Both these chapters focus on a conversation between two characters, one of which is a leading character. Both choose to focus the conversation on a political element, with one of the two characters voicing their disapproval on an ideology. Both noticeably pay attention to the seating the characters have, and the food they possess. It is no coincidence that these chapters are chosen to go side by side. In the space of 34 pages, Solzhenitsyn denounces both dominant ideologies of the time, whilst hinting at the possibility of an alternative.

In the ninth chapter Ludmila Afanasyevna travels to see Dr Oreschnkov at his home practice. The introductions between the two are warm and the doctor insists on Ludmila taking a seat. She protests little and very soon “she had sunk deep into a soft armchair”. In contrast to this, in the next chapter, our two participants, Oleg and Shulubin, are talking in the grounds of the cancer ward, perching on a “wretched-looking, backless, narrow-plank bench”. This immediately shows the comfort that can be afforded to each.

Even the manner in which they meet and sit is juxtaposed. Ludmila and the doctor are warm, they are friends who embrace, whilst Oleg and Shulubin are more acquaintances. Whilst the doctor insists Ludmila takes a seat: “take this seat”, Shulubin tentatively asks Oleg to accompany him on the bench: “will you sit down?”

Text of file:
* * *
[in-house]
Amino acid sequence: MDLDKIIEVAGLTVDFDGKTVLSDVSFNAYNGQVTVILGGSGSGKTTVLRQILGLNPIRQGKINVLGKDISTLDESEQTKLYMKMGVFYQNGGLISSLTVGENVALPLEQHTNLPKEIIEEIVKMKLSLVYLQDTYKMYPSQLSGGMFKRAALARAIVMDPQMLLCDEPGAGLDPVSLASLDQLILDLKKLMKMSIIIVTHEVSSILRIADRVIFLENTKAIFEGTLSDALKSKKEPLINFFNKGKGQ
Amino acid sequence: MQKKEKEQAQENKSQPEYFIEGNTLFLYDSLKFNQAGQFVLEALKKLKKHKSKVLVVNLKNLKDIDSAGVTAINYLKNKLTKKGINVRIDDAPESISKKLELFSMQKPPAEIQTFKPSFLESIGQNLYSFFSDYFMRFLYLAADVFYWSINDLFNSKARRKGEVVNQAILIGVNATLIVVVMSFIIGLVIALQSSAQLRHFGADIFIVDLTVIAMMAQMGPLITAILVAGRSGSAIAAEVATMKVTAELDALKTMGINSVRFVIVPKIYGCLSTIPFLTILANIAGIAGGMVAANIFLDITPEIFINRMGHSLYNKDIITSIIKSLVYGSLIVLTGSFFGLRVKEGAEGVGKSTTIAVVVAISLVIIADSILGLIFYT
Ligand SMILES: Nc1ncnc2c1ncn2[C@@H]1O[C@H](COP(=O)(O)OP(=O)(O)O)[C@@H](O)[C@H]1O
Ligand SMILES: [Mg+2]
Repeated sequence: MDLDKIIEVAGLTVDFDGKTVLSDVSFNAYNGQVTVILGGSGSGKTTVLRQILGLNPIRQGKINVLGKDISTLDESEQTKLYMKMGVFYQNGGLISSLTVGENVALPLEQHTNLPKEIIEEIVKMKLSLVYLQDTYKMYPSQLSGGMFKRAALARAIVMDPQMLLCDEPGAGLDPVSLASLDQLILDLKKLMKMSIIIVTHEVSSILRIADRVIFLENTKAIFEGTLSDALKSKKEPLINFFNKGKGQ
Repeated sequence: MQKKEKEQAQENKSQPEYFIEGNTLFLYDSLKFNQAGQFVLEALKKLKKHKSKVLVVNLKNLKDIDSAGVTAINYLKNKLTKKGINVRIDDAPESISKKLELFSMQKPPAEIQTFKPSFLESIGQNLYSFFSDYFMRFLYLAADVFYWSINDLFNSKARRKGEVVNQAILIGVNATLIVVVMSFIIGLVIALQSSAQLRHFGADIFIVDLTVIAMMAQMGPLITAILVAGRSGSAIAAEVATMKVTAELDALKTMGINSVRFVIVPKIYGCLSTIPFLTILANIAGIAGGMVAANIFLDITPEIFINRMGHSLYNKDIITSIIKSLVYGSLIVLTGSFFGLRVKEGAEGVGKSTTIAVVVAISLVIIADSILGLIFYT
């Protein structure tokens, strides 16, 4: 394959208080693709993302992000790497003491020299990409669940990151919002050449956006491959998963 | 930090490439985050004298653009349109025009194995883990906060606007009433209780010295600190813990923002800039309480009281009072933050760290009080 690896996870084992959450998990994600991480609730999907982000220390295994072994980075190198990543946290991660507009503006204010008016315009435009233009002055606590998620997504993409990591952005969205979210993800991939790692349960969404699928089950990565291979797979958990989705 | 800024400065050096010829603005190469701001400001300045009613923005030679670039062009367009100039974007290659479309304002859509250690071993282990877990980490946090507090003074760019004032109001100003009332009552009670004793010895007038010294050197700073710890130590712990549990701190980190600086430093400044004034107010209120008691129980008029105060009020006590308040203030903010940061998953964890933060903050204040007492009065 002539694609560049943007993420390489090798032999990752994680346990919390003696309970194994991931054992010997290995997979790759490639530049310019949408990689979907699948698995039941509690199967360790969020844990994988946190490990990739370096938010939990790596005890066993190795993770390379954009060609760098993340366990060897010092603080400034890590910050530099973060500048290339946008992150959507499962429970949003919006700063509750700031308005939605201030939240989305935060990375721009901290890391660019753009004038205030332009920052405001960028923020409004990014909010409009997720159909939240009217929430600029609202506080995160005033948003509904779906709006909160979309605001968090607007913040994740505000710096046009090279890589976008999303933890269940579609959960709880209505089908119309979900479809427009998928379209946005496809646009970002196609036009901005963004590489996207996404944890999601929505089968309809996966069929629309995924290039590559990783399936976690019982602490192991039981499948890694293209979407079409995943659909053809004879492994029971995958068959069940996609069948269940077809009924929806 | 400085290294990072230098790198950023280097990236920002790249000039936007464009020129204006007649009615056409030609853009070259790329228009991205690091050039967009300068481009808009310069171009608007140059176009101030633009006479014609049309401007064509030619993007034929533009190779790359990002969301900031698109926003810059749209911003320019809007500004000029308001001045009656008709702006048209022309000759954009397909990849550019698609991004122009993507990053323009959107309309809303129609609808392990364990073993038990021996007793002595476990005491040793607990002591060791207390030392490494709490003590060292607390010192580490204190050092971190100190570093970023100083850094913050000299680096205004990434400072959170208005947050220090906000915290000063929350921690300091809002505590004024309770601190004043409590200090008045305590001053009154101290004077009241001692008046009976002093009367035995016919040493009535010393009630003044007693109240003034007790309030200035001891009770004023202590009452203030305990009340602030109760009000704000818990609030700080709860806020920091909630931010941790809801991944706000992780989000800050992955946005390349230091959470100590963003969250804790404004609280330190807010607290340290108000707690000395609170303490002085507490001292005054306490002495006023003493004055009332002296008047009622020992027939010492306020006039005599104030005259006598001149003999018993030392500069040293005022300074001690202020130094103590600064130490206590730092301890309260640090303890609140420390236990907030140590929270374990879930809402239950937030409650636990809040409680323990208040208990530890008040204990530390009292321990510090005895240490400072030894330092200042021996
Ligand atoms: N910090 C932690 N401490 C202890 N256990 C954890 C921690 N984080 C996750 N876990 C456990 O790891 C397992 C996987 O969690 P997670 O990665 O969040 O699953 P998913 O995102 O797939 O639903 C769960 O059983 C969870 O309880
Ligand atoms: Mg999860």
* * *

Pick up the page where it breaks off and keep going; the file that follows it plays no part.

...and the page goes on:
The comfort continues in the home of the doctor. As well as the sunken armchair, they also sit at a large, square oak table, “big enough for an elephant to dance on”. Whilst there “they talk as friends talk” and eat cakes. In contrast to this, Oleg and Shulubin perch on their bench, exposed to the elements, eating nothing.

In his home surgery, the doctor talks positively about private enterprise. Advocating that healthcare should not be provided for free of charge and open to everybody. He criticises the way doctors must work under the communist regime, the conveyor belt of patients approach is viewed as ineffective, damaging and “wasteful”. He suggests that one “family doctor would be of more help and convenience to patients. Stating that doctors having a personal relationship with their patients, “doesn’t fit into the system of a free, national, universal health service”.

So in this chapter, which I see as a promotion of capitalist beliefs, the Soviet free healthcare service is attacked. What should be the pride of any country, Solzhenitsyn chooses to target for criticism. Although this may seem like only a minor attack on the larger ideology of communism itself, when seeing this chapter in the context of the book as a whole, you see that is but one of many small cuts made to wound the communist animal.